Greatest Hits: The Evidence

Greatest Hits: The Evidence

by Ice-T
     
 

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A year before N.W.A. assaulted the airwaves with their seminal record Straight Outta Compton, Ice-T dropped his debut disc, Rhyme Pays, and heralded the arrival of gangsta rap. Since then, with the multi-platinum success of artists such as DrSee more details below

Overview

A year before N.W.A. assaulted the airwaves with their seminal record Straight Outta Compton, Ice-T dropped his debut disc, Rhyme Pays, and heralded the arrival of gangsta rap. Since then, with the multi-platinum success of artists such as Dr. Dre, Snoop Dog, and Tupac Shakur, G-rap has become the hip-hop norm. So it's only fitting that the original gangster, Ice-T, returns with a greatest-hits album that caters to fans of hip-hop's golden era in the late 80s and early 90s (and wisely excludes tracks from his controversial foray into thrash-metal rap with the group Body Count). With his laid-back drawl, pimp gear, and his pressed and curled mane, Ice-T paints a vivid portrait of life in the dope game on tracks such as "High Rollers" and "New Jack Hustler." Underlying the playa glitz and glam, however, are rhymes that hope for a better way. On the Curtis Mayfield-inspired "I'm Your Pusher," music is T's drug of choice, and on "Colors," the title song from the provocative 1988 film, he pleads for the end of gang violence. With all the raw hits assembled here, Ice-T -- who has achieved even greater success as an actor in films such as New Jack City and Trespass -- reminds hard-rap enthusiasts what's been missing from the recent incarnations of gangsta rap: a strong conscience. Ryan Crosby

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Editorial Reviews

Barnes & Noble
A year before N.W.A. assaulted the airwaves with their seminal record Straight Outta Compton, Ice-T dropped his debut disc, Rhyme Pays, and heralded the arrival of gangsta rap. Since then, with the multi-platinum success of artists such as Dr. Dre, Snoop Dog, and Tupac Shakur, G-rap has become the hip-hop norm. So it's only fitting that the original gangster, Ice-T, returns with a greatest-hits album that caters to fans of hip-hop's golden era in the late 80s and early 90s (and wisely excludes tracks from his controversial foray into thrash-metal rap with the group Body Count). With his laid-back drawl, pimp gear, and his pressed and curled mane, Ice-T paints a vivid portrait of life in the dope game on tracks such as "High Rollers" and "New Jack Hustler." Underlying the playa glitz and glam, however, are rhymes that hope for a better way. On the Curtis Mayfield-inspired "I'm Your Pusher," music is T's drug of choice, and on "Colors," the title song from the provocative 1988 film, he pleads for the end of gang violence. With all the raw hits assembled here, Ice-T -- who has achieved even greater success as an actor in films such as New Jack City and Trespass -- reminds hard-rap enthusiasts what's been missing from the recent incarnations of gangsta rap: a strong conscience. Ryan Crosby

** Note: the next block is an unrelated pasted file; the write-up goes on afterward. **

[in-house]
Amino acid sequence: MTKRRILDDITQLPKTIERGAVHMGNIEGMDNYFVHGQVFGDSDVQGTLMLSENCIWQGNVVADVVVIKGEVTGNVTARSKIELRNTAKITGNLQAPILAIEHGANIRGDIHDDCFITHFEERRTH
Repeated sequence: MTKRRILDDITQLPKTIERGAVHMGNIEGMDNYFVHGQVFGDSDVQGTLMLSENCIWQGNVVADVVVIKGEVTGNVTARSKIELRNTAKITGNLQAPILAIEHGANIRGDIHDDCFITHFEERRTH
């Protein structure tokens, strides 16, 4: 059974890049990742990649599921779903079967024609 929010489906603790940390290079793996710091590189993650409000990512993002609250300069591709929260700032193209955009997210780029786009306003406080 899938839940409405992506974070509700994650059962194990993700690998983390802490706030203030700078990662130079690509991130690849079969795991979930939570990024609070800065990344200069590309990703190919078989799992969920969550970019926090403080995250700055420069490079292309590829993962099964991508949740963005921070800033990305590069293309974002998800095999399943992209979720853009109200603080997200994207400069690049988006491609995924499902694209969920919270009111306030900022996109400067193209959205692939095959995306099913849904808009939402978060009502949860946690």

All Music Guide - Luke Forrest
Ice-T, the self-proclaimed "original gangster," put together a long career marked by both consistency and innovation. This 16-track compilation, put together by Ice-T himself, covers 14 years, seven albums, and the title themes for two films (Colors and New Jack City), but fortunately concentrates primarily on the first five years of his career, when he was at his productive peak. Two more recent songs on this release were not previously domestically available, a U.K. remix of "The Lane," which doesn't add anything to the original, and the unreleased track "Money, Power, Women." Both are decent but should have been left off in favor of older, better classics. Fairly informative liner notes describe the creative process behind each song and each album from Ice-T's perspective. Most of the singles and recognizable songs are included here, with the mysterious exception of "Lifestyles of the Rich and Infamous" and "Gotta Lotta Love," which honored the gang truce in the wake of the L.A. riots. Also excluded are memorably risqué songs, such as "Girls L.G.B.N.A.F." and "Girl Tried to Kill Me," and some of Ice-T's more adventurous collaborations, including Body Count, the forerunner to Limp Bizkit and other rap-metal groups. These exceptions are peripheral, however, and the meat of his career is included here.

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Product Details

Release Date:
08/08/2000
Label:
Atomic Pop
UPC:
0750564001127
catalogNumber:
11
Rank:
51887

Tracks

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Album Credits

Performance Credits

Ice-T   Primary Artist

Technical Credits

DJ Aladdin   Composer
Ice-T   Composer

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